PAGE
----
On the one hand, choice is limited depending on the state in which you live (if you want to save money on state income taxes), but on the other hand, the information is often presented in a way that makes it difficult for investors to choose plans. If 529 plans were presented more like IRAs, some confusion might be eliminated. You can open an IRA with almost any investment company and receive the same tax benefits. 529 plans could theoretically work just as easily.

Another way to simplify would be to offer one 529 plan across the entire United States. All investors would invest in the same plan, and this would eliminate the problem of choice. Earnings could be tax-free at the federal level and in every state.

Offer more incentives. In order to encourage more middle class and low income families to save for their children’s education — an even more important goal among low income families because a college education is a necessary part of moving out of poverty — the government can change the way incentives are presented for saving. For example, the government could match, in the form of a credit into the account or in the form of a tax credit, contributions into 529 accounts made by families whose household income falls below a certain level.

Also, the government could consider a contribution into a 529 account a tax deduction, so a family that has an income of $40,000 and chooses to deposit $1,000 into a 529 would be taxed only on $39,000. That tax deduction could be limited only to households that fall below a certain income level.

Another potential incentive would be for the government to automatically create an account for every newborn child, with an initial deposit that can only be withdrawn after at least fifteen years and only for higher education expenses.

Increased communication. Regardless of how the government, the financial industry, or society at large decides to improve the feasibility of 529 accounts for moderate and low income families, the communication needs to improve before more people adopt these plans. Not only does communication need to be clear about the benefits of 529 accounts, but there needs to be a stronger effort to promote the necessity of a college education.

It’s difficult to see children from struggling families believe that college will never be an option for them, particularly when children find themselves needing to contribute as soon as possible to their families’ household income.

If education isn’t a priority, whether out of necessity or out of ignorance of its social and financial benefits, saving for education can never be a priority.

Do you invest in a 529 plan for your children or future children? If not, why not?


At the beginning of the year, I joined another investing challenge. This was sponsored by Motif Investing, who provided me and several other financial writers and bloggers $500 to invest in strategies each of us would choose. Like last year’s Grow Your Dough competition, this is a relatively short time horizon for me. In 2014, I invested in the brands behind some of the products I use the most: Microsoft, Google, Samsung, Honda, and Canon.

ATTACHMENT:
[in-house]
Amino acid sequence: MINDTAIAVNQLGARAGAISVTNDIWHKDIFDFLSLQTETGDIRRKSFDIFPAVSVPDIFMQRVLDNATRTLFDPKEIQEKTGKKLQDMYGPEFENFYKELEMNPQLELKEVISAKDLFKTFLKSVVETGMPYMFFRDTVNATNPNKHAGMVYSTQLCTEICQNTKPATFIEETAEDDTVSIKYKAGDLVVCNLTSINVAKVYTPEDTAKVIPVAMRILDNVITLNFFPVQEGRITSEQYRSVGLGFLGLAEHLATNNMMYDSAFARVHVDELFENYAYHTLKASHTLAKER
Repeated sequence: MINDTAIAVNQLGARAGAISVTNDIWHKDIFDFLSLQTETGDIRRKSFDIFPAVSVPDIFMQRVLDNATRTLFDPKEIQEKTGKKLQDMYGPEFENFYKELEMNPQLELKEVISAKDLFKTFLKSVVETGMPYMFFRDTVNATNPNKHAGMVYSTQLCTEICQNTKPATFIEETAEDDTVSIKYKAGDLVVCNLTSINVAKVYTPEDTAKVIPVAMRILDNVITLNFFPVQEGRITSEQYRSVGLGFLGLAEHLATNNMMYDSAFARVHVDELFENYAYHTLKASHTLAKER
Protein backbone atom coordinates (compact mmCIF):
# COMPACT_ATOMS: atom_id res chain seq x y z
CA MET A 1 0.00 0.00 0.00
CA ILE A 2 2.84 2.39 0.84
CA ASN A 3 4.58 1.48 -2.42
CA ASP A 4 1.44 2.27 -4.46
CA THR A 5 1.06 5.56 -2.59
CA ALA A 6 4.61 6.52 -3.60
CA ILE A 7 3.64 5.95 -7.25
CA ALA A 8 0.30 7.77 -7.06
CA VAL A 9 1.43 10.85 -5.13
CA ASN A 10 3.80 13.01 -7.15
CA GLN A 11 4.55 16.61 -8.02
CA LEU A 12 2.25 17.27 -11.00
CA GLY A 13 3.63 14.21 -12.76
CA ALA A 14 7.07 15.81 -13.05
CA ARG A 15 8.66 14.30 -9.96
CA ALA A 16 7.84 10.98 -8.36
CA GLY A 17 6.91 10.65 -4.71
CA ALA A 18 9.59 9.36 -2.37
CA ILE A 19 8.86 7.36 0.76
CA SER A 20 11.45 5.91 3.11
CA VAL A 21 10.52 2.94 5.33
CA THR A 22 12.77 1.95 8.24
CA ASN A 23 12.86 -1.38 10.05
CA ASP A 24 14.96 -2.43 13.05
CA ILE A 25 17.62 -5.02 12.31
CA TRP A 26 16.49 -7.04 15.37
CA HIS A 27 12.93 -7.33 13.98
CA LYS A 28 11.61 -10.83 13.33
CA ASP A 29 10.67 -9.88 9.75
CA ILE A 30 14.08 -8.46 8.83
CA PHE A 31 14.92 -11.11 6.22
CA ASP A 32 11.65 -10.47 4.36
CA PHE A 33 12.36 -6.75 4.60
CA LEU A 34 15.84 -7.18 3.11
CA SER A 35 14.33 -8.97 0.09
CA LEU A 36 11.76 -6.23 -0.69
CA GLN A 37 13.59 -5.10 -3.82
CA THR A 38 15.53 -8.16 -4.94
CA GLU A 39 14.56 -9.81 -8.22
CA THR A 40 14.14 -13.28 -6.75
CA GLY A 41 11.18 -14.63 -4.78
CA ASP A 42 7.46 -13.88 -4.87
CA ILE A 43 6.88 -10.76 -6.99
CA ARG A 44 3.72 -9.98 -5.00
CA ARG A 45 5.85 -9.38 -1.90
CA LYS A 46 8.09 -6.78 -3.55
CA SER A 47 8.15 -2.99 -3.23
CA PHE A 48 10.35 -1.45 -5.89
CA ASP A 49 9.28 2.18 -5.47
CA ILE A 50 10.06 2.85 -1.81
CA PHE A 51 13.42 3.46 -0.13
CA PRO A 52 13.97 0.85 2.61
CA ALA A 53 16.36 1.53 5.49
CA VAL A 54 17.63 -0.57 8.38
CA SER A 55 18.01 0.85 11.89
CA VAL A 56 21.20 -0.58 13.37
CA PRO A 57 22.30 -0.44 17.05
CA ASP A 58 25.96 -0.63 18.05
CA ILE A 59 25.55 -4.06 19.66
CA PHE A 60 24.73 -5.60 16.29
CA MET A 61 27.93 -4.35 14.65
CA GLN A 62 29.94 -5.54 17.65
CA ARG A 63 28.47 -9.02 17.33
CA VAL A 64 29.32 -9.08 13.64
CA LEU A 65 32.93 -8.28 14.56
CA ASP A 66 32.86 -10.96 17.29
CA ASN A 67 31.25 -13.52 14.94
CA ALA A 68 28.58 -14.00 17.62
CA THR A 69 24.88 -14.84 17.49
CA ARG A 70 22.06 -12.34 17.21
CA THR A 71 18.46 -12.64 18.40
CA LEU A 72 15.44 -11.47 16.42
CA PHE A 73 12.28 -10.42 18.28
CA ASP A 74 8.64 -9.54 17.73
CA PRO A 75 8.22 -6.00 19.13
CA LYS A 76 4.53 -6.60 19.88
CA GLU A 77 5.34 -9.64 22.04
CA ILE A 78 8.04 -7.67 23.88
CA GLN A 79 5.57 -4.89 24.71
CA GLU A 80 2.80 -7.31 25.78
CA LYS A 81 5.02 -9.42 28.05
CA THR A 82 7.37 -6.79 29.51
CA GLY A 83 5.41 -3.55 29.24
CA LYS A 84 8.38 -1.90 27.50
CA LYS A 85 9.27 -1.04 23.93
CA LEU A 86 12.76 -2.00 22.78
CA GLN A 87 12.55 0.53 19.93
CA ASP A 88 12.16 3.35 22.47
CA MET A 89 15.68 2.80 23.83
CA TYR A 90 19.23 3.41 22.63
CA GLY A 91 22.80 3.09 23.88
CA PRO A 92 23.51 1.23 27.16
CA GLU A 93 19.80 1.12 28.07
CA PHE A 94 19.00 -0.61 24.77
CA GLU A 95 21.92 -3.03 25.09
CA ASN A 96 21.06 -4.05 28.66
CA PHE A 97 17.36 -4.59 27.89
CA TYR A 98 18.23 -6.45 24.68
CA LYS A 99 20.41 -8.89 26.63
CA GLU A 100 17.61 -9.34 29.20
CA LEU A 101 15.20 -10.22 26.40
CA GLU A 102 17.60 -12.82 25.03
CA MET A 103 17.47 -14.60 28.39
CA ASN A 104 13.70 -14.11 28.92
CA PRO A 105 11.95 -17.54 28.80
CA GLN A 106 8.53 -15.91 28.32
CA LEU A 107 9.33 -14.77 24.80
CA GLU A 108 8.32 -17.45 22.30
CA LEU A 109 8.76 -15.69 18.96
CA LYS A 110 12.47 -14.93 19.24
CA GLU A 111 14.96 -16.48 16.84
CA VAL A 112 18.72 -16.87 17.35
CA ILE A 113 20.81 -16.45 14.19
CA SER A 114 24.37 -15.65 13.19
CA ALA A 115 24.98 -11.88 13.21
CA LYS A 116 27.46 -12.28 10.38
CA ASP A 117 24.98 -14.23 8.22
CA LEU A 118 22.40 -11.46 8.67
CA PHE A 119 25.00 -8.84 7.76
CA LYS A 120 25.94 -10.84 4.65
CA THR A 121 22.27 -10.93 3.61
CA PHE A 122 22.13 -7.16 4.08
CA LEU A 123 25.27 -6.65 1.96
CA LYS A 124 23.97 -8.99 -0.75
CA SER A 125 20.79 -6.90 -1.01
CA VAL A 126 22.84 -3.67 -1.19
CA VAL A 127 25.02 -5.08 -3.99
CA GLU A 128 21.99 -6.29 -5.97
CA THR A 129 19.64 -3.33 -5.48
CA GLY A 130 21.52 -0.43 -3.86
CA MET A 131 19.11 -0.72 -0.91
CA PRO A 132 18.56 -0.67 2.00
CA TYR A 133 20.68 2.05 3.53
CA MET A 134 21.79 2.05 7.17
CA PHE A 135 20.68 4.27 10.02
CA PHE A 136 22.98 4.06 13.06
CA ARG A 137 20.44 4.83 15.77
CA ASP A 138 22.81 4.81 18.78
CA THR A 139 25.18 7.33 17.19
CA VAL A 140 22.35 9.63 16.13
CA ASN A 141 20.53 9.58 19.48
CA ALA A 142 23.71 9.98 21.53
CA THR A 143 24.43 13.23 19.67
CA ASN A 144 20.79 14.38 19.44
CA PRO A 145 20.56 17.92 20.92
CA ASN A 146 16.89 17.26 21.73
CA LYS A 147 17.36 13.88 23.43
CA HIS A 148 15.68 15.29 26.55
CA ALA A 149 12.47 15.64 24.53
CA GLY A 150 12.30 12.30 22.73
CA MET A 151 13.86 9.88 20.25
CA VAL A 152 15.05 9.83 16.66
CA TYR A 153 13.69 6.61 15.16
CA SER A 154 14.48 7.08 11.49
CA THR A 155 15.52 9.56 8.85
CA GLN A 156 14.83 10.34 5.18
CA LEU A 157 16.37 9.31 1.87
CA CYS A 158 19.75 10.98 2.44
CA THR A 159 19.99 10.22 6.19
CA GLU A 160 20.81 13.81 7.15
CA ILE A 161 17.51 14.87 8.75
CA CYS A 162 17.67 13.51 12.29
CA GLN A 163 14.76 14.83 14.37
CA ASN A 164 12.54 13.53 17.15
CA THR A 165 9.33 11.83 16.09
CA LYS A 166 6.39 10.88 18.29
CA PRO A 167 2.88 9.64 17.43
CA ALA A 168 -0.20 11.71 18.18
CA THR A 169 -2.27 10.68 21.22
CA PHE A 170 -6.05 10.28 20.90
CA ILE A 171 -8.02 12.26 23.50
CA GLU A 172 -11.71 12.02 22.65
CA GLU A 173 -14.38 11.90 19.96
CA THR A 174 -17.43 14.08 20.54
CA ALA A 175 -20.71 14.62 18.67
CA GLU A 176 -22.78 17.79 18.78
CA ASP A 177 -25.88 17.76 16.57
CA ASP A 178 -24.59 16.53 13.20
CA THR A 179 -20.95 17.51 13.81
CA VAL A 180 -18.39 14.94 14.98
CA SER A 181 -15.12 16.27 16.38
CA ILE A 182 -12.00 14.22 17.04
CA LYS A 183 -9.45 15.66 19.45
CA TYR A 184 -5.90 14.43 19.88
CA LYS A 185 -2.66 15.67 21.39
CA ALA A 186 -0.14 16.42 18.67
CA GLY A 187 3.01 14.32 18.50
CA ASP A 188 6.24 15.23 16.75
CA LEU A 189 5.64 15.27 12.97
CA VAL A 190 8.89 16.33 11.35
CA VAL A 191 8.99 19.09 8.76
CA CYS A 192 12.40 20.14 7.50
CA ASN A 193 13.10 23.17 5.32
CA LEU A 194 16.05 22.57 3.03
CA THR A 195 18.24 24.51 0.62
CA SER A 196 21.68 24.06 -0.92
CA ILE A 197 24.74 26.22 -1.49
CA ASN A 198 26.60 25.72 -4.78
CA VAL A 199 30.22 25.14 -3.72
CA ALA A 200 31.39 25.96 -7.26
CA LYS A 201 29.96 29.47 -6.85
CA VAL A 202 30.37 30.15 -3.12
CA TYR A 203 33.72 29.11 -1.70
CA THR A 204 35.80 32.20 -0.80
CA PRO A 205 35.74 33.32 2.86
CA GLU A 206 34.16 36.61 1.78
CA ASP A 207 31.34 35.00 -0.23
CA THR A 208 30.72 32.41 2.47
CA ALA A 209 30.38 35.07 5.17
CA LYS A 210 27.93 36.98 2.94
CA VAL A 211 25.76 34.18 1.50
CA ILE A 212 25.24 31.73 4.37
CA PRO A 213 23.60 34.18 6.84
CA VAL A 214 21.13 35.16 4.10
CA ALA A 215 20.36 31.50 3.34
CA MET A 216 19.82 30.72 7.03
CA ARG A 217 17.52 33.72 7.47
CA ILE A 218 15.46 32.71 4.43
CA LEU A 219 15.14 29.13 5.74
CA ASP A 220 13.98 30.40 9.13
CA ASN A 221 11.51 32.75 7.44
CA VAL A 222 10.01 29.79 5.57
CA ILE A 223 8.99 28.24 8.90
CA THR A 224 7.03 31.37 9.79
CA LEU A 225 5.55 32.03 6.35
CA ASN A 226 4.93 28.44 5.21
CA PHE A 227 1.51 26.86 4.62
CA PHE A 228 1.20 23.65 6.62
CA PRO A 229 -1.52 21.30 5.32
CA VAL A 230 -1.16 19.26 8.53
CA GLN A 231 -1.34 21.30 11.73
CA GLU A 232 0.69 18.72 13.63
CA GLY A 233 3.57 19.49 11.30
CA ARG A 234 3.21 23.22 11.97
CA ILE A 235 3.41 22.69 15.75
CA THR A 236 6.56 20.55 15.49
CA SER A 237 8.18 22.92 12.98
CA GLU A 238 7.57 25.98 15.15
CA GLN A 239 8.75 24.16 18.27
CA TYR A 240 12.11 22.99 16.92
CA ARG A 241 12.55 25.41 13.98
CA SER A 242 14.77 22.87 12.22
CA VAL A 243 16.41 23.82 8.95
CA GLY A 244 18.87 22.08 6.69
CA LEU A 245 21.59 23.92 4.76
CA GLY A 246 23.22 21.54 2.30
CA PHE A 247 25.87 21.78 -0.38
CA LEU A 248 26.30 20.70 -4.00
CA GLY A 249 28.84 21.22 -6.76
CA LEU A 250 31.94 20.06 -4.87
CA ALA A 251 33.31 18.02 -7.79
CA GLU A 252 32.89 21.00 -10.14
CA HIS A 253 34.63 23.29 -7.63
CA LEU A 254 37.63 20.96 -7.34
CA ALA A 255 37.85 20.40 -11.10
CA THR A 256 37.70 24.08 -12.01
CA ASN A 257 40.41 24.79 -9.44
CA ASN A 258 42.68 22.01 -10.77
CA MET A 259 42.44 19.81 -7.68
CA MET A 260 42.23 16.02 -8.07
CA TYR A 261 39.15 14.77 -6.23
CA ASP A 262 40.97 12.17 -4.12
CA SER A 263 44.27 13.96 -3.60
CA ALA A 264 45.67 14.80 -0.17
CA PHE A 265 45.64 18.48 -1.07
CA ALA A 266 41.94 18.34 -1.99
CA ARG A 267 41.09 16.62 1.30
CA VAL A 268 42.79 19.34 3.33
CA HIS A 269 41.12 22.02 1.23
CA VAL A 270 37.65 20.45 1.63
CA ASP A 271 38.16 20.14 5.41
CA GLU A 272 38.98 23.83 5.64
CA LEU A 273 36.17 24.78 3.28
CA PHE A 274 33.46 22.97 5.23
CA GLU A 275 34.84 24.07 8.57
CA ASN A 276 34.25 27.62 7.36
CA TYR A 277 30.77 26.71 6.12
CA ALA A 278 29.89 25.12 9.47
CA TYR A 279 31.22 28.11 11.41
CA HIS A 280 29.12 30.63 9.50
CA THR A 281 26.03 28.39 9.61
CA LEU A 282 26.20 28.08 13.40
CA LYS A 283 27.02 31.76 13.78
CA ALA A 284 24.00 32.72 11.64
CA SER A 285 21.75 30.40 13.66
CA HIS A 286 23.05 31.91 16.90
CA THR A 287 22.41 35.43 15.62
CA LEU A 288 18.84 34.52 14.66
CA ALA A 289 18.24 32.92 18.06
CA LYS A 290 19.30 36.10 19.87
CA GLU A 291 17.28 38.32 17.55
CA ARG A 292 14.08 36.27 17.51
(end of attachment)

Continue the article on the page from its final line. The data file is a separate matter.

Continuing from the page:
I invested using ShareBuilder, whose $6.95 transaction fees ate away ravenously at my gains both when I bought the stocks and ETFs at the beginning of the year and when I sold. This year, Motif Investing is the sponsor, so I am using that particular platform. After some time, I’ll put together a review of my experiences as a customer of Motif Investing. At this point, I can say it adds a social element to investing, allowing investors to create buckets of investments (to add to Motif’s own buckets). Investing in a bucket, either of your own creation or of someone else’s, requires paying just one fee of $9.95. And because each bucket can contain a number of stocks or other investments, it can easily work out to be a lot less expensive than ShareBuilder and many other discount brokerages.

With Motif Investing, your “friends” linked to your account on Motif Investing can comment on your investments and share their own market analyses. I have yet to decide whether this is a good thing; the financial news media is all ready full of so-called investment experts making predictions about the stock market; now everyone can fashion himself or herself an expert — though you can view someone’s investing performance as proof. If short-term investing results don’t even matter in the long run, this might as well be as useful as a gambling scorecard.

Here’s how I approached my participating in the investing challenge with Motif.

Following the precipitous slide in oil prices at the end of last year, and with the accompanying gas prices hitting lows not seen for years, I once again used some money — an amount whose potential loss wouldn’t hurt my financial condition — to make an investment where I thought I’d be able to buy low and sell high.

Using Motif’s tools, I created a bucket that focuses on energy, mostly oil and gas.

These are the investments I added to my Motif bucket at the beginning of the year, and in which promptly invested about $475:

VDE Vanguard Energy ETF
BNO United States Brent Oil ETF
BOIL ProShares Ultra Bloomberg Natural Gas
OIL ProShares Ultra Bloomberg Crude Oil
TAN Guggenheim Solar ETF
XOM Exxon Mobil Corporation

If you’ve following along with the markets, you probably have a good idea of how this strategy is working out so far. My investments at Motif are already down 13%. The price of oil keeps going down, and prospects for the immediate future look grim. A Saudi prince and the nation’s oil minister seem to be warning the world that oil is in a state of over-supply and under-demand, and we may never see oil at $100 per barrel again.